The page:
A Soldier’s Duty by Jean Johnson
Series: Theirs Not to Reason Why #1
Source: Personal (e-)shelf
Ia is a precog, tormented by visions of the future where her home galaxy has been devastated. To prevent this vision from coming true, Ia enlists in the Terran United Planets military with a plan to become a soldier who will inspire generations for the next three hundred years-a soldier history will call Bloody Mary.
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As you’ve probably realized by now, I’ve been on a bit of a science fiction bender. Most of the stuff I’ve been reading has been sci fi romance but A Soldier’s Duty is straight-up science fiction. And while Jean Johnson is an experienced author, having written numerous paranormal romance novels, but I’ve never actually read any of her work so I went into it without any preconceptions.
Short version: Rawrsome!
Long version: There is so much to appreciate in A Soldier’s Duty. It’s straight-up science fiction and it was a lot of fun. I’ve been really into sci fi books lately, as you’ll see from the reviews that are in the pipeline, and I think A Soldier’s Duty is a large part of this.
The cover copy doesn’t really do the story justice. Jean Johnson has crafted a really complex story based on one idea: Ia is a precog who realizes that terrible things will happen if she doesn’t carefully pick her way through the time stream, with her goal of saving millions of lives. It’s a journey she begins as a teenager and we see her through only the first part of this epic story. A Soldier’s Duty takes us through Ia’s military training and her early career, in which she makes some great allies and faces terrible dangers. There are some amazing battles and interesting aliens but what I really liked about the story is Ia herself. Her personality and determination drive A Soldier’s Duty to its exciting conclusion and watching her forge herself into a warrior and a leader is really interesting. And it really is a matter of her working extremely hard to become what the universe needs her to be (even though the rest of the universe doesn’t know it).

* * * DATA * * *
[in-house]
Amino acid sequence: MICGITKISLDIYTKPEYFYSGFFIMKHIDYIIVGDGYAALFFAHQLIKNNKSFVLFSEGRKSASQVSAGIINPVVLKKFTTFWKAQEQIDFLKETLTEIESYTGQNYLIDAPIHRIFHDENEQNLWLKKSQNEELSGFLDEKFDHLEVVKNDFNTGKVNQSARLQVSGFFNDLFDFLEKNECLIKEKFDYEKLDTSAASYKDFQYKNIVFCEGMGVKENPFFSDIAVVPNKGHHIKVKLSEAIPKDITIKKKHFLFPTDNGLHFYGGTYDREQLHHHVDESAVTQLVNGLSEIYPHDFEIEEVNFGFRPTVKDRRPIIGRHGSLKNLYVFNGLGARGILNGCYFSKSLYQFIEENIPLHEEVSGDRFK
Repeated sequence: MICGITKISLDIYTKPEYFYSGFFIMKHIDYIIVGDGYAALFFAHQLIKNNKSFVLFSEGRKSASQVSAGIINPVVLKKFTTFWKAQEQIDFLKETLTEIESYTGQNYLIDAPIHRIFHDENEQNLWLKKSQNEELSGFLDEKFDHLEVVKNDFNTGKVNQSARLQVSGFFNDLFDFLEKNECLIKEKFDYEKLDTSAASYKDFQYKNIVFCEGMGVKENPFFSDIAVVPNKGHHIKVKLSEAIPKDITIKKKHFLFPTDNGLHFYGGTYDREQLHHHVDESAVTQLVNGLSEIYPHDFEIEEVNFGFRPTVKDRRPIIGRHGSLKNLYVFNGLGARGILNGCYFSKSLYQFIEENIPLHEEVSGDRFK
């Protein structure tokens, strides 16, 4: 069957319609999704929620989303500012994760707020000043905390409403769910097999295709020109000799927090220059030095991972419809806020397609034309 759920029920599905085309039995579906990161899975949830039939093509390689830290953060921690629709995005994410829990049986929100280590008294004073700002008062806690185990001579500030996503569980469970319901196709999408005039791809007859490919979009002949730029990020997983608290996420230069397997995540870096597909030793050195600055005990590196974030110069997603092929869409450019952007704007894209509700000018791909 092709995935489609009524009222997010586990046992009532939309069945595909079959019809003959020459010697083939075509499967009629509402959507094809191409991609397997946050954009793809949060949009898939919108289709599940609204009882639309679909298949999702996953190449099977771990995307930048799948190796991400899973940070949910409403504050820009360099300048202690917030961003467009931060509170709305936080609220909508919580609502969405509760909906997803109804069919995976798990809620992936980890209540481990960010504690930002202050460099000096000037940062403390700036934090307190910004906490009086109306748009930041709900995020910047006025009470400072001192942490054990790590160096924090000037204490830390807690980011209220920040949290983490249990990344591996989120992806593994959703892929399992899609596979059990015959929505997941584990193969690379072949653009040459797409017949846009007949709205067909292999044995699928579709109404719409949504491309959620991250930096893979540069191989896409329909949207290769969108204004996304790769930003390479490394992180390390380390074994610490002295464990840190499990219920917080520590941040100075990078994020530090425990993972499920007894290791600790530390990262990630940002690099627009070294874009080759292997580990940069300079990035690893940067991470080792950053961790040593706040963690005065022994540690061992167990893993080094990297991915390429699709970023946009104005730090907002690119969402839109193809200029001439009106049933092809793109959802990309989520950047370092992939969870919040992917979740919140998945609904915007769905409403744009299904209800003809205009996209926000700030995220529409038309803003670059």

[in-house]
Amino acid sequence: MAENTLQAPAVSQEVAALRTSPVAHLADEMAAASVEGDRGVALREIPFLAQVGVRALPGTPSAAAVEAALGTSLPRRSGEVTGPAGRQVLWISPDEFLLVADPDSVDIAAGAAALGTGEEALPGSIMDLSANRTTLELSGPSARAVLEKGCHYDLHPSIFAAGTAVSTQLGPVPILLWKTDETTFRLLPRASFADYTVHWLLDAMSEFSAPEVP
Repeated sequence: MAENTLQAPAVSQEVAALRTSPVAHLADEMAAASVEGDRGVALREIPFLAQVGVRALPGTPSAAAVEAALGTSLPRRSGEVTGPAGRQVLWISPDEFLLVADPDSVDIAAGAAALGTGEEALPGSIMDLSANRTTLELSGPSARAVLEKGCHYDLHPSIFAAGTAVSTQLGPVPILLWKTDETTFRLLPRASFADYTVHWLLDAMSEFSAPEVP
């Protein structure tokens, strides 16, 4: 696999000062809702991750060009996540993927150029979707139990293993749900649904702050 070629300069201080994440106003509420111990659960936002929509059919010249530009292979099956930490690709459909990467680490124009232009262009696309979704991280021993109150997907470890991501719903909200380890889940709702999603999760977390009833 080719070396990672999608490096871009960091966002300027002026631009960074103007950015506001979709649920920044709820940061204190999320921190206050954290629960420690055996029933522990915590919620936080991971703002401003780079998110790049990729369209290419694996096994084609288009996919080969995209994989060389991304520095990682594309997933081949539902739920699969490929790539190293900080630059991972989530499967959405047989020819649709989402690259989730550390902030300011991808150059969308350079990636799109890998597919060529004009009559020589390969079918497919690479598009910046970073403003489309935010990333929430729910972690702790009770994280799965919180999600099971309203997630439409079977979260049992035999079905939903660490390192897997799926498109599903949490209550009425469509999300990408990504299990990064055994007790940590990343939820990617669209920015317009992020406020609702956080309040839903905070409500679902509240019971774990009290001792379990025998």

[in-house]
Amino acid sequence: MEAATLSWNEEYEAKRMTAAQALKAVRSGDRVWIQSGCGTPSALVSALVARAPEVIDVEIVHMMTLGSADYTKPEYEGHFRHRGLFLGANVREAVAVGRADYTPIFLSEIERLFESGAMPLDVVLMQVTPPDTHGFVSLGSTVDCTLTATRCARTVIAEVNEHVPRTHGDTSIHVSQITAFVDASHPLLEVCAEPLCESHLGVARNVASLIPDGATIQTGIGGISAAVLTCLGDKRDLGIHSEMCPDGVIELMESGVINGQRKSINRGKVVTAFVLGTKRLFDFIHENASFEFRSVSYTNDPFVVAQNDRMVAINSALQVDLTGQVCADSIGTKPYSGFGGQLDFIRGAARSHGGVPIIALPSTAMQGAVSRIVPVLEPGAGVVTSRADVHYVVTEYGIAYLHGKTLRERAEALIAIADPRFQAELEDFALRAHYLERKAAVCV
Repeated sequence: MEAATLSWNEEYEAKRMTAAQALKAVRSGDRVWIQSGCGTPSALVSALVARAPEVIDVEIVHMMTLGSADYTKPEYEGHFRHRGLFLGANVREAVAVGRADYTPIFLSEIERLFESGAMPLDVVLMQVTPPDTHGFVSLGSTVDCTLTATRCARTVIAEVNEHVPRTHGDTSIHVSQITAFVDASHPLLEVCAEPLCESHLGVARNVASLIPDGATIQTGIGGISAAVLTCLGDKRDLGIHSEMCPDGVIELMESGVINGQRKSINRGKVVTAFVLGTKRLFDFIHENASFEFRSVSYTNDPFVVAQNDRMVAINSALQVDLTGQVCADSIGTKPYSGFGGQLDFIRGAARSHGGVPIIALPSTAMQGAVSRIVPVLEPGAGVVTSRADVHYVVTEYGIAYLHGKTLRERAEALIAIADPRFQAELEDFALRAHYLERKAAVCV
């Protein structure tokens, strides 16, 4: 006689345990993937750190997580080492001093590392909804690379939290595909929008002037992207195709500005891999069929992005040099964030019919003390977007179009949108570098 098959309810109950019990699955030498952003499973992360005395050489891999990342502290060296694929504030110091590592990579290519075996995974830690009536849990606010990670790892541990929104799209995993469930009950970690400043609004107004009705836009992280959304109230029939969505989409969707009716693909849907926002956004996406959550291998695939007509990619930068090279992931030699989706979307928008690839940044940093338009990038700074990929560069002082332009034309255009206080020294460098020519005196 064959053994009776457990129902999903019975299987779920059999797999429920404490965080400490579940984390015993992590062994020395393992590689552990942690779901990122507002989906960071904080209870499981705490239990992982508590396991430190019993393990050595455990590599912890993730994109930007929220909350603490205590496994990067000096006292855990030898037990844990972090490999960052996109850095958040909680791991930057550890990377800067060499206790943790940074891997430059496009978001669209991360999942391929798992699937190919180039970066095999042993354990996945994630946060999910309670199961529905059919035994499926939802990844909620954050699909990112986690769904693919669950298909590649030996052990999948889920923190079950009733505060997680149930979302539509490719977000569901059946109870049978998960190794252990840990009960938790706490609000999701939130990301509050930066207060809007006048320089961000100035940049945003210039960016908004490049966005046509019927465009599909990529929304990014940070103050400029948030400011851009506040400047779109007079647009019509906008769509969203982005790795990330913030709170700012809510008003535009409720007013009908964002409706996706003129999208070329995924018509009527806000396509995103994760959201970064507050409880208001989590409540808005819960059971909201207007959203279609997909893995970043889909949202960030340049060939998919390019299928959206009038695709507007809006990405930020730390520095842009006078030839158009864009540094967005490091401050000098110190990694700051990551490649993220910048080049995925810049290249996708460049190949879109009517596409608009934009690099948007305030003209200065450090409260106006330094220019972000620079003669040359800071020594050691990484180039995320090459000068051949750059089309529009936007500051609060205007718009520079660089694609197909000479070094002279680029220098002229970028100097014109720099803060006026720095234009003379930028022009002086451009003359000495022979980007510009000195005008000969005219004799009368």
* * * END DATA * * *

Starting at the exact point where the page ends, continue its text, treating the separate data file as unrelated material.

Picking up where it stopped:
That being said, there were some bits of the book that I found myself floundering in. This happened during Ia’s time in boot camp, when she was ingesting a lot of information about protocol and weaponry and the like. I think these rather dense passages are typical of science fiction, though, and it didn’t detract from my overall enjoyment of A Soldier’s Duty. I just found it to be a lot of information to digest but it’s not just an info dump — it’s there for a reason and it really helps build the setting.
I’d also like to comment on the fact that the worldbuilding in A Soldier’s Duty is impeccable. There are Heavyworlders and scary aliens and brilliantly described worlds. You can get a really nice feel for things if you visit Jean Johnson’s page on the series so I’ll urge you to check that out instead of using my own less eloquent words.
I’ve exhausted my book budget for this month but I’m hoping to pick up the next book in the series, An Officer’s Duty, just as soon as I can. If A Soldier’s Duty is anything to go by, I’m sure it’ll be a great ride!